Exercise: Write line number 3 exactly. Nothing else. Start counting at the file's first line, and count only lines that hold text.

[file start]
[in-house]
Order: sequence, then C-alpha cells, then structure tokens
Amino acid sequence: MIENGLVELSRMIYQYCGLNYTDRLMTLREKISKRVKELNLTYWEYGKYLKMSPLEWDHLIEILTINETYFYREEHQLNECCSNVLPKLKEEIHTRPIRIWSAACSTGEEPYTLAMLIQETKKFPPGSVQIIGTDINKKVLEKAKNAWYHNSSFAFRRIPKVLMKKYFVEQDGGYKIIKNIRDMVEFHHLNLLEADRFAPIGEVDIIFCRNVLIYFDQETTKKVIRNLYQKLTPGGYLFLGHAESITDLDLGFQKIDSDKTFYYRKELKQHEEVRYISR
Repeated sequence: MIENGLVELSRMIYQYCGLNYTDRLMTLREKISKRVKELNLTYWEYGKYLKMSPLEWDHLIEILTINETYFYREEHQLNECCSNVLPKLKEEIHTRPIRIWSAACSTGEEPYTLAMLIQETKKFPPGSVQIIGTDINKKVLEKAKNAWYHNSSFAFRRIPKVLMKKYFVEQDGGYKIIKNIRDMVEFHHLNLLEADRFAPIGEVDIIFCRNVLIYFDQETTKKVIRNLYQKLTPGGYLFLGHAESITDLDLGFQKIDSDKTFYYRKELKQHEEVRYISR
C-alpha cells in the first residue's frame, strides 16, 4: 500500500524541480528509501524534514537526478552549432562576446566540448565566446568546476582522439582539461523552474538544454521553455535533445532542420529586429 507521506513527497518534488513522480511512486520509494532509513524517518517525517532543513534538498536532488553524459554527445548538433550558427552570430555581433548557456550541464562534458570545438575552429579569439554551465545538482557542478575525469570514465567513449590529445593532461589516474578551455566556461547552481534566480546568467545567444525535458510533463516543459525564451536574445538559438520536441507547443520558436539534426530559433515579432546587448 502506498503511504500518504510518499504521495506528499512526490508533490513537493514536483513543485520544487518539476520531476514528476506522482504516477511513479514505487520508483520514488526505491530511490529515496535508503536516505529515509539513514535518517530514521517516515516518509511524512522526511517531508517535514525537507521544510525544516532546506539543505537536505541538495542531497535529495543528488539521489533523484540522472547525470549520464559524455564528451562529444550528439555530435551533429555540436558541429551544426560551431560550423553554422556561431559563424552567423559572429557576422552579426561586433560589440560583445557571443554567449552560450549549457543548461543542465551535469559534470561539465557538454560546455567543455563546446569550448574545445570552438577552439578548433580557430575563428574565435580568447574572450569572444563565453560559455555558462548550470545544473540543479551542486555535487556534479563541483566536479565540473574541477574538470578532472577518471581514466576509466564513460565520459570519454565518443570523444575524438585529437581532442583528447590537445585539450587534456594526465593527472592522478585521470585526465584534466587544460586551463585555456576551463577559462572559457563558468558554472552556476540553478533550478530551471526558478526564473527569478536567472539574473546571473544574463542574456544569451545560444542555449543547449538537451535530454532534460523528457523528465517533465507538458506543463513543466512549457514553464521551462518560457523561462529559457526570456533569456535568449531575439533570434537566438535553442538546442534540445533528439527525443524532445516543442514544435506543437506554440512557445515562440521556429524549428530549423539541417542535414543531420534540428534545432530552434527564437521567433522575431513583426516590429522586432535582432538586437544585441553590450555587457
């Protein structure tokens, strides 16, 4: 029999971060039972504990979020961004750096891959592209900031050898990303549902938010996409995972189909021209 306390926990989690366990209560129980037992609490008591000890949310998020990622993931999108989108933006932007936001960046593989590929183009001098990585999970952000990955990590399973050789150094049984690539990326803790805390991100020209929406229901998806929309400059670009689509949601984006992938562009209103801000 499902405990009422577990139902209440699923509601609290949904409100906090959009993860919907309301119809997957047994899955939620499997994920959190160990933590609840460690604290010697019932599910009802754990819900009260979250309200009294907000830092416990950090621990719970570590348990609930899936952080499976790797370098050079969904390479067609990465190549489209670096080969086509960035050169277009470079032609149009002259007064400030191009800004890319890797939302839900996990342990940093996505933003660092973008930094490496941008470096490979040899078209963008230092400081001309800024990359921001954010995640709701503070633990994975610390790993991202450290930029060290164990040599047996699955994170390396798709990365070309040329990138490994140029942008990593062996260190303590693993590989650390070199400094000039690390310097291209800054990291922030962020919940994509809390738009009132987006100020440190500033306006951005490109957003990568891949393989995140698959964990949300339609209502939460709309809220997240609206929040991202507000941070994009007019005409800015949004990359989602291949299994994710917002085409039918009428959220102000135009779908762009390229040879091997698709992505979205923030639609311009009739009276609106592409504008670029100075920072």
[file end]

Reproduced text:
Amino acid sequence: MIENGLVELSRMIYQYCGLNYTDRLMTLREKISKRVKELNLTYWEYGKYLKMSPLEWDHLIEILTINETYFYREEHQLNECCSNVLPKLKEEIHTRPIRIWSAACSTGEEPYTLAMLIQETKKFPPGSVQIIGTDINKKVLEKAKNAWYHNSSFAFRRIPKVLMKKYFVEQDGGYKIIKNIRDMVEFHHLNLLEADRFAPIGEVDIIFCRNVLIYFDQETTKKVIRNLYQKLTPGGYLFLGHAESITDLDLGFQKIDSDKTFYYRKELKQHEEVRYISR